A nugget of truth in the alphabet soup
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For the last few years, OLED TVs—all manufactured by Samsung's chief rival, LG—have topped our charts and earned our awards for their incredible picture quality. But that doesn't mean the classic LED/LCD TV is done yet; they still dominate sales, and they're better suited to bright rooms.
And in fact, Samsung has been working to produce LEDs that are viable OLED competitors for the last couple of years. You may have seen the company's breathtaking commercials for their new "QLED" TVs. And it certainly sounds a lot like "OLED," doesn't it?
It could be argued that the QLED branding is purposefully muddying the waters for buyers who have vaguely heard that OLED is great. In fact, it's almost blatant: the "Q" looks enough like an "O" that Samsung may be gunning for respect-by-association. But behind the marketing BS, these are actually some beautifully engineered TVs.
Originally we stated that the Q9 QLED series used a full-array LED backlight. In fact, it uses edge lighting.
The first thing confused consumers need to understand is that "QLED" is not a new type of technology—at least, not really. Samsung's QLED TVs are, most simply defined, LED TVs with quantum dot enhancements. This is different from OLED TVs, which are "emissive" displays that do not use backlights. The primary difference is that OLEDs do not have backlights, while QLED TVs do.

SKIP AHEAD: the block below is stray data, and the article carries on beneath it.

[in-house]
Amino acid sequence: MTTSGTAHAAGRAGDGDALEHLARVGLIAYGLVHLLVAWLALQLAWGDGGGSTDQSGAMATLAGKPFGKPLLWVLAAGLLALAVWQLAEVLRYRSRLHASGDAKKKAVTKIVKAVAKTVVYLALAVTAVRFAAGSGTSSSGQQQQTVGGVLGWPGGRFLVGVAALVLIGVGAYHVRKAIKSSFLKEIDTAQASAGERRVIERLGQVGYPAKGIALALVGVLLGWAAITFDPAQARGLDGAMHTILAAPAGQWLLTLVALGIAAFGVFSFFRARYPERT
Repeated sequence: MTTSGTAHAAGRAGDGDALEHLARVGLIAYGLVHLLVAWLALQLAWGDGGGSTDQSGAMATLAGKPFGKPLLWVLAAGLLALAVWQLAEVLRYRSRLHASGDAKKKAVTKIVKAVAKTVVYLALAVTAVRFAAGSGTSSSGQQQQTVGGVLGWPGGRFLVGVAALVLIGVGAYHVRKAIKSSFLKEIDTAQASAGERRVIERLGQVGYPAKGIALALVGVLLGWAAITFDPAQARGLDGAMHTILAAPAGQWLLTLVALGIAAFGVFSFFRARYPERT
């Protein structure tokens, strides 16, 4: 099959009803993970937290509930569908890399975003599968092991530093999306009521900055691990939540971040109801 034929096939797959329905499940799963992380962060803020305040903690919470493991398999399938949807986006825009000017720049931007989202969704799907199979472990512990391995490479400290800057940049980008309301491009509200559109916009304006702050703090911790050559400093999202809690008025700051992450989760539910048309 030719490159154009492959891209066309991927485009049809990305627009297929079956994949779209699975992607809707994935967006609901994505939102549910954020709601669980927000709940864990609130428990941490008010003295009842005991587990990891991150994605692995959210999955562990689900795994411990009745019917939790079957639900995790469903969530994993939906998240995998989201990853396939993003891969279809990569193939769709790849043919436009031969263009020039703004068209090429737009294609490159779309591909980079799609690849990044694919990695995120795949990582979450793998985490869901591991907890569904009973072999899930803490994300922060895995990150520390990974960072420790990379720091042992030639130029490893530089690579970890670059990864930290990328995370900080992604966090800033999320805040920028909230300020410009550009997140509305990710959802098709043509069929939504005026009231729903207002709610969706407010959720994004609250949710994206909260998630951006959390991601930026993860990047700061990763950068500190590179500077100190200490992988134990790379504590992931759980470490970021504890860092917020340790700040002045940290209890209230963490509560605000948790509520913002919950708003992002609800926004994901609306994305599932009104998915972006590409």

The biggest perceptible difference comes down to brightness:
• OLED TVs turn each pixel on or off individually. This means when they produce black, shadowy content, it is truly black.
• QLED (LED) TVs get much, much brighter than current OLED TVs. The brightest OLED this year hits around 700 nits. Samsung claims its QLED TVs can hit between 1,500 and 2,000 nits. Based on the performance of last year's "SUHD" models (which were also LED TVs using quantum dots), we very much expect to see brightness well over 1,000 nits from Samsung's 2017 QLED lineup.
• Both TV types are very colorful. However, Samsung claims that they have worked with quantum dot developers to push QLED TV color to cover 100% of the DCI-P3 HDR color space. While OLED TVs are naturally very vivid in color, they haven't hit a full 100% coverage as of yet. However, it's so close you probably could never tell the difference. For reference, DCI P3 offers about a 25% increase in color saturation over the previous standard, Rec. 709.
Therefore, the biggest operational difference between QLED and OLED comes about during playback of HDR (High Dynamic Range) content. While OLED's perfect blacks and emissive operation give them advantages in things like contrast and horizontal viewing angle, HDR content takes full advantage of the sheer overwhelming top-end brightness that QLED displays are capable of. OLED TVs always look incredible, but you have to see "over 1,000 nits" to really understand how futuristic and awesome it looks. This is QLED's biggest leg-up on OLED.